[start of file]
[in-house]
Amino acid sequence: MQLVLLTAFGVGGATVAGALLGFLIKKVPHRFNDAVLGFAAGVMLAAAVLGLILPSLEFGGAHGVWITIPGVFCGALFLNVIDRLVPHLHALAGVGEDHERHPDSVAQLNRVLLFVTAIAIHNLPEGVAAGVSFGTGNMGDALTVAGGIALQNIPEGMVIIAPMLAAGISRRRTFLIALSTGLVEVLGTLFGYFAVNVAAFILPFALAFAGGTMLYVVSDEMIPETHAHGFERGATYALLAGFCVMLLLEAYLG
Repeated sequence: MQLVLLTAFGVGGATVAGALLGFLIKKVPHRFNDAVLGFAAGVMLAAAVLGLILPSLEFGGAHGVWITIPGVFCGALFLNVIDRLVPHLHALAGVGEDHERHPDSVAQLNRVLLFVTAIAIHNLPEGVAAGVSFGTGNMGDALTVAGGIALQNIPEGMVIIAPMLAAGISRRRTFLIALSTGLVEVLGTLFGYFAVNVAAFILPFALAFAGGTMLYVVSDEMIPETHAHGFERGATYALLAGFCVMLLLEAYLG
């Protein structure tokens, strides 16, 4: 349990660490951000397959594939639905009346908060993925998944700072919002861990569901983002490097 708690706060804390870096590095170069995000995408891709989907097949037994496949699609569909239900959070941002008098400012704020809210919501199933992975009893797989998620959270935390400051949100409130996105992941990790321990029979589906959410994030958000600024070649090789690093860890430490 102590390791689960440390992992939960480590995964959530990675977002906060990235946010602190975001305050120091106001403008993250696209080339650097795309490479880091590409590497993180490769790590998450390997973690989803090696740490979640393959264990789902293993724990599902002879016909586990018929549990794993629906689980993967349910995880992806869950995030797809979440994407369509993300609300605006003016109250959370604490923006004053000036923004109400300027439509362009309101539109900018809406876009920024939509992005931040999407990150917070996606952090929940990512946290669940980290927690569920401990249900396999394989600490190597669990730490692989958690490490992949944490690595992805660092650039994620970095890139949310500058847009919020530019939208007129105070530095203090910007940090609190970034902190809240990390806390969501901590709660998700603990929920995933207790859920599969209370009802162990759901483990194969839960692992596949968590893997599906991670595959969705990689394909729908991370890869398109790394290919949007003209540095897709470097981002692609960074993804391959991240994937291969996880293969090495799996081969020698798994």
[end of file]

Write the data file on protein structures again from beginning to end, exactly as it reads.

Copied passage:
[in-house]
Amino acid sequence: MQLVLLTAFGVGGATVAGALLGFLIKKVPHRFNDAVLGFAAGVMLAAAVLGLILPSLEFGGAHGVWITIPGVFCGALFLNVIDRLVPHLHALAGVGEDHERHPDSVAQLNRVLLFVTAIAIHNLPEGVAAGVSFGTGNMGDALTVAGGIALQNIPEGMVIIAPMLAAGISRRRTFLIALSTGLVEVLGTLFGYFAVNVAAFILPFALAFAGGTMLYVVSDEMIPETHAHGFERGATYALLAGFCVMLLLEAYLG
Repeated sequence: MQLVLLTAFGVGGATVAGALLGFLIKKVPHRFNDAVLGFAAGVMLAAAVLGLILPSLEFGGAHGVWITIPGVFCGALFLNVIDRLVPHLHALAGVGEDHERHPDSVAQLNRVLLFVTAIAIHNLPEGVAAGVSFGTGNMGDALTVAGGIALQNIPEGMVIIAPMLAAGISRRRTFLIALSTGLVEVLGTLFGYFAVNVAAFILPFALAFAGGTMLYVVSDEMIPETHAHGFERGATYALLAGFCVMLLLEAYLG
């Protein structure tokens, strides 16, 4: 349990660490951000397959594939639905009346908060993925998944700072919002861990569901983002490097 708690706060804390870096590095170069995000995408891709989907097949037994496949699609569909239900959070941002008098400012704020809210919501199933992975009893797989998620959270935390400051949100409130996105992941990790321990029979589906959410994030958000600024070649090789690093860890430490 102590390791689960440390992992939960480590995964959530990675977002906060990235946010602190975001305050120091106001403008993250696209080339650097795309490479880091590409590497993180490769790590998450390997973690989803090696740490979640393959264990789902293993724990599902002879016909586990018929549990794993629906689980993967349910995880992806869950995030797809979440994407369509993300609300605006003016109250959370604490923006004053000036923004109400300027439509362009309101539109900018809406876009920024939509992005931040999407990150917070996606952090929940990512946290669940980290927690569920401990249900396999394989600490190597669990730490692989958690490490992949944490690595992805660092650039994620970095890139949310500058847009919020530019939208007129105070530095203090910007940090609190970034902190809240990390806390969501901590709660998700603990929920995933207790859920599969209370009802162990759901483990194969839960692992596949968590893997599906991670595959969705990689394909729908991370890869398109790394290919949007003209540095897709470097981002692609960074993804391959991240994937291969996880293969090495799996081969020698798994």